The War Years
World War One
Maybe they thought it was as bad as it gets; crawling out of bed on black, icy mornings to work all day in a hellish, roaring, stifling weaving shed. Maybe they thought nothing could be much worse than a life lived in poor housing with half starved kids and the bleak prospect of a penurious old age and an early death from a work-related illness.
Well the First World War disabused them. Paschendaele, Ypres, Vimy Ridge, the Somme, this is where Hell really was and a few days in the front line made them yearn for dear old 'Blighty' and home 'comforts,' however humble..
Many thousands never made it back home. There would be a telegram. Curtains would be drawn. Maybe neighbours would hear sobbing through paper-thin walls.
And even those who did return did not return whole. They left limbs. They left comrades. They left youth. They left hope. They left their dreams.
And the world at home had changed too. Trade was depressed, jobs uncertain. It was only fit for broken men and all these broken men were fit for was to sit by the fire and stare unblinking into the coals, hearing gunfire still, still seeing pals disintegrate.
World War Two
This was a war which involved everybody, not just servicemen and their families. Everybody experienced the 'black-outs, 'rationing', evacuees. The citizens of London, Liverpool, Coventry, Portsmouth and many other towns and cities experienced much worse. They were in the front line and night after night the sound of German bombers would send them down to the air-raid shelters.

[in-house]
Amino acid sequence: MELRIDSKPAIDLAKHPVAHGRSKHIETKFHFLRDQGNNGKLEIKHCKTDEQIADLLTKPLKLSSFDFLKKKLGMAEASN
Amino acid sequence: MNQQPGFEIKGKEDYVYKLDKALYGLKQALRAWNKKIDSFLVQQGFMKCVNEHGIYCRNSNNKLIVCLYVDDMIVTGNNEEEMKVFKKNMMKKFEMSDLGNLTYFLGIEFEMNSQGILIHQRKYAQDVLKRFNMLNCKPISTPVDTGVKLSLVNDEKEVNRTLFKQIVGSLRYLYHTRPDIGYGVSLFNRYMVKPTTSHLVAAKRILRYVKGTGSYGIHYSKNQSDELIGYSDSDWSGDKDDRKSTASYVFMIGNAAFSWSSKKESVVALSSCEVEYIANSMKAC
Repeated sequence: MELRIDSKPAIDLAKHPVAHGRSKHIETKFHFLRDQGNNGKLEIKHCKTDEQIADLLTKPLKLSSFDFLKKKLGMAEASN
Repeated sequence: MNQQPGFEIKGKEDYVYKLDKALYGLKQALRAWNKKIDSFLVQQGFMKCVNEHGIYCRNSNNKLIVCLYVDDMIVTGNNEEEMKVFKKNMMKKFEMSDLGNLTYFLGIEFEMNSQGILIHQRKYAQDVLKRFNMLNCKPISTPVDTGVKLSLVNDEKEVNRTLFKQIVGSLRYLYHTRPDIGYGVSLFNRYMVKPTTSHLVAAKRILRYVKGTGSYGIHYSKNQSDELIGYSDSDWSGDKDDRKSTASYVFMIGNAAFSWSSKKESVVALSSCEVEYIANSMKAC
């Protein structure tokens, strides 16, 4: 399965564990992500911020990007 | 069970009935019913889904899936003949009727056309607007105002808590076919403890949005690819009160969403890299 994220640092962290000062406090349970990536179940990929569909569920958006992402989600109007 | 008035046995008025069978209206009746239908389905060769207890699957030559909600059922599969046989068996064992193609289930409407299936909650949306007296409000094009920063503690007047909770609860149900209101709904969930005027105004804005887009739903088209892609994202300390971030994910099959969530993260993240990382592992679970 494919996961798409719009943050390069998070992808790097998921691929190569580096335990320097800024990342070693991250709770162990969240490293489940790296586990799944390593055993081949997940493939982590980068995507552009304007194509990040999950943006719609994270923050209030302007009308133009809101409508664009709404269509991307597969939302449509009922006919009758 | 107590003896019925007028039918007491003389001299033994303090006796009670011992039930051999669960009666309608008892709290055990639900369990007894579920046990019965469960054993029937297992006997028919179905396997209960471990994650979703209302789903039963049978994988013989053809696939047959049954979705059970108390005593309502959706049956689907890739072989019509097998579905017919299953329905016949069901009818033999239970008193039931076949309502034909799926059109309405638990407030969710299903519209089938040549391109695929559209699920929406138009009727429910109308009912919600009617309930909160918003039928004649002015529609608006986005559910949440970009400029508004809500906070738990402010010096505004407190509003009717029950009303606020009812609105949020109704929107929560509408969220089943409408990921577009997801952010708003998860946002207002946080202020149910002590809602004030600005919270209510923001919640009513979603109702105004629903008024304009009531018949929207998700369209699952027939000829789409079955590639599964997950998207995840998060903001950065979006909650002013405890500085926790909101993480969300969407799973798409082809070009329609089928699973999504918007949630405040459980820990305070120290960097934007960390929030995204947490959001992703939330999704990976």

Not since Napoleon's day had the threat of invasion been so real. The Local Defence Volunteers were created, the 'Look, Duck and Vanish,' later known as the Home Guard. Sign posts were removed, milestones defaced. 'Pill boxes' were contructed at crossroads and on the beaches.
For servicemen there were long periods of boredom interspersed with intense activity and terror. For many soldiers the war was bracketed by the evacuation from Dunkirk and the Normandy landings. Sailors had to endure the perils of the U-Boat infested North Atlantic; airmen, the 'Battle of Britain' and the bombing raids over Germany.
Post-war, the world had to face the horrors of the concentration camps and the H-Bomb, but in Britain, despite the bleakness and the deprivation, a Labour Government was elected and, uniquely, one determined to make lives better for ordinary people. And it did, for a little while at any rate, it actually did.